The Payment Card Industry (PCI) Security Standards Council administers the Payment Card Industry Security Data Security Standard (PCI DSS). It's a standard that any organization that stores, processes or transmits cardholder data, must comply with. It's not new, it's well understood, and there are a multitude of companies that have sought and achieved compliance over the many years since its introduction.
But, the changing landscape of technology frequently throws up new obstacles that require us to revisit our carefully planned strategies for maintaining compliance with standards like PCI DSS. Cloud Native computing is just such a technology. In this article we'll take a look at PCI DSS compliance in a Cloud Native world, but first let's briefly explain what Cloud Native is.
Achieving PCI in Cloud Native World
If you're a software developer, it's highly likely that you're already au fait with the concepts of microservices and the Cloud Native approach. It's an architectural approach to developing software applications, that promises to bring many benefits, which all go to serve the corporate cause. Correctly done, it allows teams of software engineers to develop discrete application components in isolation, giving them autonomy and independence. The myriad of benefits helps organizations to release new software features more frequently and more reliably, thereby enabling them to be more competitive in the markets in which they operate.
Developing software in the microservices pattern, however, has a causal effect when it comes to the delivery of those services in a production setting. For DevOps teams that are responsible for running these applications in production, the explosion of ephemeral, containerized services that arises from scaling applications developed in this way, increases the complexity of delivery. Fortunately, Kubernetes was developed just for this purpose. It provides DevOps teams with an orchestration capability for managing the multitude of deployed services, with in-built automation, resilience, load balancing, and much much more. It's perfect for reliable delivery of Cloud Native applications.
When it comes to security, both DevOps and SecOps teams can benefit from the inherent security features that Kubernetes provides, including; a strong stance on authentication and authorization, the ability to harden application workloads, and Role-Based Access Control (RBAC) to Kubernetes API objects. But, the security features that Kubernetes provides, are general purpose in nature, and aren't 'domain aware'. In this sense, Kubernetes is just a (very good) hosting platform for Cloud Native applications. When it comes to achieving PCI DSS compliance for these hosted workloads, it's necessary to augment the platform with additional security features. These features must speak to the issues that PCI DSS seeks to address, and be relevant and of utility in Cloud Native environments.
Software tools that provide security features to aid the acquisition of PCI DSS compliance have existed for as long as the standard itself. They've served merchants and service providers well over the years.
But these security tools were built for an era where Cardholder Data Environments (CDE) were implemented in Datacenters and private networks. The Cloud Native era has turned this on its head, with workloads running on public cloud infrastructure, and data being sent (hopefully, encrypted) across public networks, including the Internet.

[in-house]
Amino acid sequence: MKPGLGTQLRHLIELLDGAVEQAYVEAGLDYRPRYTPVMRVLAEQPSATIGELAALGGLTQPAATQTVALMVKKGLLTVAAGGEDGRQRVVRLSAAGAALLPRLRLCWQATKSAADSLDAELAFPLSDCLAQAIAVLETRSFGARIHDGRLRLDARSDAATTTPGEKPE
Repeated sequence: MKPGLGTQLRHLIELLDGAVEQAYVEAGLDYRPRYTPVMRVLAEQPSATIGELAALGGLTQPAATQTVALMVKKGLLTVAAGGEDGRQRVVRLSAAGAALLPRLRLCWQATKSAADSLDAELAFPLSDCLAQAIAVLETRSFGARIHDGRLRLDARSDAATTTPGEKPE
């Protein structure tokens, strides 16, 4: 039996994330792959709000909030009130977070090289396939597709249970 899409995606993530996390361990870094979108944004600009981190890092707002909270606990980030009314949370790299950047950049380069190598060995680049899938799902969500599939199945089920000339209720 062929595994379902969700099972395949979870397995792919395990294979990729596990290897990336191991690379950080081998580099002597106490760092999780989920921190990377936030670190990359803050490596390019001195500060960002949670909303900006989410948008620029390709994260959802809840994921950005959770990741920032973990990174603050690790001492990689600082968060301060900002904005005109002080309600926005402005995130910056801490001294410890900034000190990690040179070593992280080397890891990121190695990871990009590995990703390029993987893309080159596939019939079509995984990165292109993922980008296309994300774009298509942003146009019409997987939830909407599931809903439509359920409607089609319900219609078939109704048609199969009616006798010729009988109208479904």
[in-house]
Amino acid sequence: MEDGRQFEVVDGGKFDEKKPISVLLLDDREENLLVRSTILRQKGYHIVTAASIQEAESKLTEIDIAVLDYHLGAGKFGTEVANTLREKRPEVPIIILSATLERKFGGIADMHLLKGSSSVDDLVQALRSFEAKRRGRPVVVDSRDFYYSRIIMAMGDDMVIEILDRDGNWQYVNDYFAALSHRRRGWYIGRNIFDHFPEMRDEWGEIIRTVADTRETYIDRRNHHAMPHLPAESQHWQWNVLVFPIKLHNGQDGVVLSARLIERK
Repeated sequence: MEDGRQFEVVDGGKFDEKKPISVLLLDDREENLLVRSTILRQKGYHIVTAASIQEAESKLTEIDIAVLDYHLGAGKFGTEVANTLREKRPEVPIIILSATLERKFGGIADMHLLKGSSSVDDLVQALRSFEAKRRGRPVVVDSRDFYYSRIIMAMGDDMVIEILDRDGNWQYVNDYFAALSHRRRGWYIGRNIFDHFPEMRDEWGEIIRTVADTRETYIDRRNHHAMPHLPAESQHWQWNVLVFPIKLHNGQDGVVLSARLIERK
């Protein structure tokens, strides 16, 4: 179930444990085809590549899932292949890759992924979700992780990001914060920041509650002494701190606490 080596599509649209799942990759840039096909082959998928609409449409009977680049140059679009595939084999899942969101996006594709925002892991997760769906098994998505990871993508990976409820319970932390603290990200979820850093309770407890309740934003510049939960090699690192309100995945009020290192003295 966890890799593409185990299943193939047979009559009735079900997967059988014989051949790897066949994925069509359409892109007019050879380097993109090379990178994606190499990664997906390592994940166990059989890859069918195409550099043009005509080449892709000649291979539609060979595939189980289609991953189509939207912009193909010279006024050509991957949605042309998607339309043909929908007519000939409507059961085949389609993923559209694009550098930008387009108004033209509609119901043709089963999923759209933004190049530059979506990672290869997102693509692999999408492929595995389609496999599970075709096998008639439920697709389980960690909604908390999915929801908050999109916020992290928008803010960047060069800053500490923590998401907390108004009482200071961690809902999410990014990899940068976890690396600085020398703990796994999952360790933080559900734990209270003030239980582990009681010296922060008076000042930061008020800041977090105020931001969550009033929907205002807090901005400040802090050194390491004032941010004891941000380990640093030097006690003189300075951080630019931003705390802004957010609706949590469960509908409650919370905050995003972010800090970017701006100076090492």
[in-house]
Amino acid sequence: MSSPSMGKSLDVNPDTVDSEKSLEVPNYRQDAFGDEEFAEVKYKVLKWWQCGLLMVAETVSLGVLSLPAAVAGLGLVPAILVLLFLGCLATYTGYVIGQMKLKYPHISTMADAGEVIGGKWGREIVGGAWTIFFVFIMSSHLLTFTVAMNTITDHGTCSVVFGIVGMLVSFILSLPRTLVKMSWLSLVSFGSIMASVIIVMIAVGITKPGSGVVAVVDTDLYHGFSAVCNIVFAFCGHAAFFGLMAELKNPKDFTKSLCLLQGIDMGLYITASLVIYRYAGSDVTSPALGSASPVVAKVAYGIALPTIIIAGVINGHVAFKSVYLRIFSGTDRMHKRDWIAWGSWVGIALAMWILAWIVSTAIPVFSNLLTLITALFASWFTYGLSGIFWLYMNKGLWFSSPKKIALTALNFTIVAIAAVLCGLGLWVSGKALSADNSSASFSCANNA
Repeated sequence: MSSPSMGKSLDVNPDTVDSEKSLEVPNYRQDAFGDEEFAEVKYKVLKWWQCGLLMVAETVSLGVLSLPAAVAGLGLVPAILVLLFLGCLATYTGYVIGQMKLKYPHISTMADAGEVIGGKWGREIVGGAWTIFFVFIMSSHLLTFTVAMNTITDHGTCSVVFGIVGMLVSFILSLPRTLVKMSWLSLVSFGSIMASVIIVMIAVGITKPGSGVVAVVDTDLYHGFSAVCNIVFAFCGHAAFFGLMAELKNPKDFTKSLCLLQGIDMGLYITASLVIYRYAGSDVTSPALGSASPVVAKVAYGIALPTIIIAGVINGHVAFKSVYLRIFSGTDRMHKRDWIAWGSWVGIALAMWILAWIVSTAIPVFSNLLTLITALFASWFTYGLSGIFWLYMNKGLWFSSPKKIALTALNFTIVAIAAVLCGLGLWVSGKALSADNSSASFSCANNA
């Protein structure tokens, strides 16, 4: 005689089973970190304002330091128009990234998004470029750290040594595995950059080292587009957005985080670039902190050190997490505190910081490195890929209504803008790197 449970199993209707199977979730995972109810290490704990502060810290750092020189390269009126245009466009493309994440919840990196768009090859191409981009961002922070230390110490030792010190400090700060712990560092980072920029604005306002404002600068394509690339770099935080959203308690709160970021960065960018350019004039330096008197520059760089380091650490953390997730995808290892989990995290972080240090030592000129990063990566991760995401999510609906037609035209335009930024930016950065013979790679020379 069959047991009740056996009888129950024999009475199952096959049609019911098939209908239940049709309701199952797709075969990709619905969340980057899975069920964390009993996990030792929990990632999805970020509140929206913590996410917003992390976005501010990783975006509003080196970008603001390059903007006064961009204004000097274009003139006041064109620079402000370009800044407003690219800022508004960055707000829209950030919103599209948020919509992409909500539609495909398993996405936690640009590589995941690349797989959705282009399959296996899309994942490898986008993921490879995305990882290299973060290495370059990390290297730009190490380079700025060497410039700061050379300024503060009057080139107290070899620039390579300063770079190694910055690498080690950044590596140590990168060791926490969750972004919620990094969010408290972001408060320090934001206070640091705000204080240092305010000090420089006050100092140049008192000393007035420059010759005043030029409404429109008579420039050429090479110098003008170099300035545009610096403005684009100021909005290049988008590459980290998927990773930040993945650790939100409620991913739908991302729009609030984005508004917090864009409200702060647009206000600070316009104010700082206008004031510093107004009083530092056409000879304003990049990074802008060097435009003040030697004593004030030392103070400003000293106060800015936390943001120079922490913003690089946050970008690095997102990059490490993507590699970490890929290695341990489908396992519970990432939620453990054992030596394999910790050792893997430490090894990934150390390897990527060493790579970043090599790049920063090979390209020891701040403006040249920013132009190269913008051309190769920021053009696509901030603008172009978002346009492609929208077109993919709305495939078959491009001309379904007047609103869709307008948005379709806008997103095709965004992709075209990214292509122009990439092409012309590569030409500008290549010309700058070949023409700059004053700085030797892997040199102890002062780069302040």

When we add in the ephemeral, transient nature of Cloud Native workloads, the problem of using traditional tools to firewall a CDE from unsolicited traffic, for example, gets significantly more difficult. How is it possible to dynamically secure an asset, or monitor its behavior, when you don't even know where it's running? How can you get a holistic view of a CDE when there are so many different layers in the stack, which are provided by different infrastructure components?
In spite of these difficult challenges, the PCI DSS remains undiminished in its requirements. Just because a new paradigm introduces some additional complexity, it doesn't mean the PCI Security Standards Council ought to lower the bar to compliance. Instead, it's incumbent upon security software vendors to meet the new challenge that Cloud Native presents, and to innovate accordingly.
Here at Alcide, we're proud of the security capabilities that we've engineered to secure Cloud Native applications running on Kubernetes platforms in hybrid and multi-cloud settings. Configured appropriately, our technologies are a considerable aid to DevOps and SecOps teams in those organizations seeking PCI DSS compliance.
Alcide to the Rescue!
To help organizations understand how to meet the requirements imposed by the PCI DSS, we've published a useful eBook. It describes the general nature and specific purpose of each PCI DSS requirement, as well as outlining how Alcide's Kubernetes Security Platform can be configured to meet the requirement. Whether it's the detection of anomalous activities, unauthorized access attempts to the CDE, or scanning for known vulnerabilities in workloads, Alcide has a solution.
Alcide's SaaS platform was built with the knowledge that security needs to be configured in, from development, through continuous integration and delivery, and ultimately to workload deployment. But, it also factors in the need to address the security of every layer in the stack, and to cater for the need to segment workloads by firewalling microservices. If you're curious to find out how, download our eBook for free.